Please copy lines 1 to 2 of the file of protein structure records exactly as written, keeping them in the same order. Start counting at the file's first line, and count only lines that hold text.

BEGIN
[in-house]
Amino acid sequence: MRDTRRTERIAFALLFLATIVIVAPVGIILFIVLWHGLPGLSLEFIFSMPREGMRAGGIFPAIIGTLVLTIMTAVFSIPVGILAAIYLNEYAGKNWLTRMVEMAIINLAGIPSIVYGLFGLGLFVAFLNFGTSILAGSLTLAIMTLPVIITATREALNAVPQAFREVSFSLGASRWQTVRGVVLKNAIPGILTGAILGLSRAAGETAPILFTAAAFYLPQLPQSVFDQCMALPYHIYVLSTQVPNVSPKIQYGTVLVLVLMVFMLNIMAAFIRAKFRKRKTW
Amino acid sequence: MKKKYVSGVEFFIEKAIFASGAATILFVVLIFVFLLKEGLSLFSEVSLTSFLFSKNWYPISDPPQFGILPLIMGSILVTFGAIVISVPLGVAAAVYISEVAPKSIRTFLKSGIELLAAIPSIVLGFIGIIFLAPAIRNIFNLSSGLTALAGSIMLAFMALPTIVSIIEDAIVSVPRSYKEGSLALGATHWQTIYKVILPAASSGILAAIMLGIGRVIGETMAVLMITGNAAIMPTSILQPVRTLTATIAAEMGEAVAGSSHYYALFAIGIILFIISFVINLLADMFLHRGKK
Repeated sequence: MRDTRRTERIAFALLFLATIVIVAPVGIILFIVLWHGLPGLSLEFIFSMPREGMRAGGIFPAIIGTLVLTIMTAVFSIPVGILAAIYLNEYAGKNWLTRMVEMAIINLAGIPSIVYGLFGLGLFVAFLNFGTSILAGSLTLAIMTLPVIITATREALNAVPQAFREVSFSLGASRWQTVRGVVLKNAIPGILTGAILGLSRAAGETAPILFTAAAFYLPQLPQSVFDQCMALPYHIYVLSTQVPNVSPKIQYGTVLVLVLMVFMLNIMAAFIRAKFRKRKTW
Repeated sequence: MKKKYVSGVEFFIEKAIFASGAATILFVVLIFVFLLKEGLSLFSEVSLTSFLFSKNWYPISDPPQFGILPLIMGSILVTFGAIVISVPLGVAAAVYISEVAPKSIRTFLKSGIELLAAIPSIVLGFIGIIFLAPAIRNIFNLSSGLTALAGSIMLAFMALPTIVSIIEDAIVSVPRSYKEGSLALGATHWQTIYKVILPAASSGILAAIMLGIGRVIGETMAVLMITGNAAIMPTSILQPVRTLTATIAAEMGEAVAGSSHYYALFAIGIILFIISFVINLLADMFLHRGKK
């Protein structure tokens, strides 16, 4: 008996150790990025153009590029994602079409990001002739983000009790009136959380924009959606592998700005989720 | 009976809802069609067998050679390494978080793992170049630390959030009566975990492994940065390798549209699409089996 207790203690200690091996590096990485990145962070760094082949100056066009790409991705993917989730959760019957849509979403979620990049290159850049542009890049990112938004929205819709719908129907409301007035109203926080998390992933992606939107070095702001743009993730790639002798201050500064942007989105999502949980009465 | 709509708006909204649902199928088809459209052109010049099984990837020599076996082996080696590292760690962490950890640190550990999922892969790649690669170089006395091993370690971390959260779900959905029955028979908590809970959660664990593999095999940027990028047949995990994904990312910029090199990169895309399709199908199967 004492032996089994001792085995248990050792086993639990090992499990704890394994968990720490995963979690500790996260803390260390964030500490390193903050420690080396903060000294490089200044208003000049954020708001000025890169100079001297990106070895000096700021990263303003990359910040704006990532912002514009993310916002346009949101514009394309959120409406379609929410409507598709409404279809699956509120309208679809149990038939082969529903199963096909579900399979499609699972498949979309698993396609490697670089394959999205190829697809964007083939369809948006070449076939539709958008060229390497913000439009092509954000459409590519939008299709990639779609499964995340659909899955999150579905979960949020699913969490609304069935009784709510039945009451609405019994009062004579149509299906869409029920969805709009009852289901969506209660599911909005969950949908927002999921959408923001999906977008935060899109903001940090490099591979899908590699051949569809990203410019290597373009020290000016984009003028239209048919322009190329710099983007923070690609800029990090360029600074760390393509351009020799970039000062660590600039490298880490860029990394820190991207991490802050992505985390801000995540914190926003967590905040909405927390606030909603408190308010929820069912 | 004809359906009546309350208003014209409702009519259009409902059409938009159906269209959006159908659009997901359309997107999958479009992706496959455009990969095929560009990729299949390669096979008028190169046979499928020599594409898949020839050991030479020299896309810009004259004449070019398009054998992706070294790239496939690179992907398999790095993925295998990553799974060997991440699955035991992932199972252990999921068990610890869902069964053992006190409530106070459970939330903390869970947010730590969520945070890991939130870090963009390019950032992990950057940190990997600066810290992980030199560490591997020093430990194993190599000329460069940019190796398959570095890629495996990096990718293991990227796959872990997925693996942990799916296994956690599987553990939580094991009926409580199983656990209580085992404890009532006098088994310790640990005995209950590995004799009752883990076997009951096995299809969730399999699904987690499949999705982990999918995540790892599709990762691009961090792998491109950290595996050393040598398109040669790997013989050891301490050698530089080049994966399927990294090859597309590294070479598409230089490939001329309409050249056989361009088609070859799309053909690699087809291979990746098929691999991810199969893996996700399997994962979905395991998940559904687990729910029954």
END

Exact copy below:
[in-house]
Amino acid sequence: MRDTRRTERIAFALLFLATIVIVAPVGIILFIVLWHGLPGLSLEFIFSMPREGMRAGGIFPAIIGTLVLTIMTAVFSIPVGILAAIYLNEYAGKNWLTRMVEMAIINLAGIPSIVYGLFGLGLFVAFLNFGTSILAGSLTLAIMTLPVIITATREALNAVPQAFREVSFSLGASRWQTVRGVVLKNAIPGILTGAILGLSRAAGETAPILFTAAAFYLPQLPQSVFDQCMALPYHIYVLSTQVPNVSPKIQYGTVLVLVLMVFMLNIMAAFIRAKFRKRKTW